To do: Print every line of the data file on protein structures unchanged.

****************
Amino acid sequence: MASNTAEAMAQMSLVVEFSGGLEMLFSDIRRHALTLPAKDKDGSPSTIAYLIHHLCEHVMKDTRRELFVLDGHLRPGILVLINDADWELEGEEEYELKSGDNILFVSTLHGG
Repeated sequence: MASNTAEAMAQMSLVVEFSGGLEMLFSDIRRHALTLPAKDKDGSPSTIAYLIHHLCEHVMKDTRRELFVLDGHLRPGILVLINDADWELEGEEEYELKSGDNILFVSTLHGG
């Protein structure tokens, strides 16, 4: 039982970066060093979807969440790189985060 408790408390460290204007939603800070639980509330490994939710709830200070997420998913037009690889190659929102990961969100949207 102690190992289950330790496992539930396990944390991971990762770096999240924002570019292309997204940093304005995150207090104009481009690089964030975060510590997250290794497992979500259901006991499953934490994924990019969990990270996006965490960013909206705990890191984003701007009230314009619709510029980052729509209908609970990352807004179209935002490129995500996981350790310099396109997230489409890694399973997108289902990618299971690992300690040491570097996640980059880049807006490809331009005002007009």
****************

Amino acid sequence: MASNTAEAMAQMSLVVEFSGGLEMLFSDIRRHALTLPAKDKDGSPSTIAYLIHHLCEHVMKDTRRELFVLDGHLRPGILVLINDADWELEGEEEYELKSGDNILFVSTLHGG
Repeated sequence: MASNTAEAMAQMSLVVEFSGGLEMLFSDIRRHALTLPAKDKDGSPSTIAYLIHHLCEHVMKDTRRELFVLDGHLRPGILVLINDADWELEGEEEYELKSGDNILFVSTLHGG
């Protein structure tokens, strides 16, 4: 039982970066060093979807969440790189985060 408790408390460290204007939603800070639980509330490994939710709830200070997420998913037009690889190659929102990961969100949207 102690190992289950330790496992539930396990944390991971990762770096999240924002570019292309997204940093304005995150207090104009481009690089964030975060510590997250290794497992979500259901006991499953934490994924990019969990990270996006965490960013909206705990890191984003701007009230314009619709510029980052729509209908609970990352807004179209935002490129995500996981350790310099396109997230489409890694399973997108289902990618299971690992300690040491570097996640980059880049807006490809331009005002007009």